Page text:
Since I am now waiting for some important decisions to be made, I’ve spent time tidying up my domicile, producing music, meeting up with friends, tweaking this blog’s design and finally reading all the management books that I didn’t have time to read, while ironically in business school.
As there’s nothing else new to update my readers with, I’ll extract pertinent quotes whenever I find them so that we can all benefit from these insights. My first selected passage is from ‘12: The Elements of Great Managing’, which is something I am hoping to be able to do myself, sooner rather than later. Since some of my classmates have found jobs, others are negotiating and making a decision, and others are still looking around and contemplating returning to their old companies, I thought the chapter on compensation and other more intangible benefits would be pertinent.
The chapter on Pay begins by clarifying that while pay isn’t everything, not all companies compensate their employees fairly. It discusses possible solutions, such as revealing to everyone how compensation is calculated, while keeping everyone’s exact wages private, as they should be. Towards the end it talks about reciprocity:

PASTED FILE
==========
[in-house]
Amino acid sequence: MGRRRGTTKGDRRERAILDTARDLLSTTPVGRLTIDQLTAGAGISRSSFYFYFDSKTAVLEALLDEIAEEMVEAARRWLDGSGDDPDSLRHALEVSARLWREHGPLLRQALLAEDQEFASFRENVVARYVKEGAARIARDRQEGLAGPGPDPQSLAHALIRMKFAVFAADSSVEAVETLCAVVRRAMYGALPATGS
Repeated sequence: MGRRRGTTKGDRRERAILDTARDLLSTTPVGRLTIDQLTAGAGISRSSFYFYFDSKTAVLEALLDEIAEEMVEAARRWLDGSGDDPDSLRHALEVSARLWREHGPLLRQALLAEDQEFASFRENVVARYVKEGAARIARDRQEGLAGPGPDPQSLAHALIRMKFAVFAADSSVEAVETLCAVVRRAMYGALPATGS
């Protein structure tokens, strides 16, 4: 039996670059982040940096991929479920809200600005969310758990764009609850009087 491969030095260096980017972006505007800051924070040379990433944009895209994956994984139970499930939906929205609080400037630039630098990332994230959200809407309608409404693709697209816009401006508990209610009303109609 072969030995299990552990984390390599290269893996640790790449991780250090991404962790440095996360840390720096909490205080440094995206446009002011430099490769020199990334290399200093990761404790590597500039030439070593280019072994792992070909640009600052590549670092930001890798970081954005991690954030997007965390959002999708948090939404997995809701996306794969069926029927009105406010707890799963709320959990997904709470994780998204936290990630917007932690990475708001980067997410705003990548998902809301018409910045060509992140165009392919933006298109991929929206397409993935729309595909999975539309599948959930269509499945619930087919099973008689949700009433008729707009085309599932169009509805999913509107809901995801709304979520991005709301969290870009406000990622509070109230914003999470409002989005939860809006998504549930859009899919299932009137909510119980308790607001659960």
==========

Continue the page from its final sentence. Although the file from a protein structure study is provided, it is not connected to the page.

While money itself does not buy engagement, it appears that an employee’s perception that the company is aggressively looking out for his financial interest leads to productive reciprocation. More than just the money, the thought counts… Do [executives] want a workforce that thinks, “I have to fight for every extra dollar they begrudingly pay me,” or one that feels, “If I look out for my company, they will look out for me”? Simple questions reveal where a company stands. If a talented employee does something extraordinary or repeatedly distinguishes herself, will it be her manager or the employee herself who initiates discussion of a raise? Does the company spend more to attract outside stars than to cultivate internal ones? Does the company realize its talent is underpaid only after a competitor woos them away?
… what employees enthusiastically do for the company depends heavily on what the company eagerly does for them.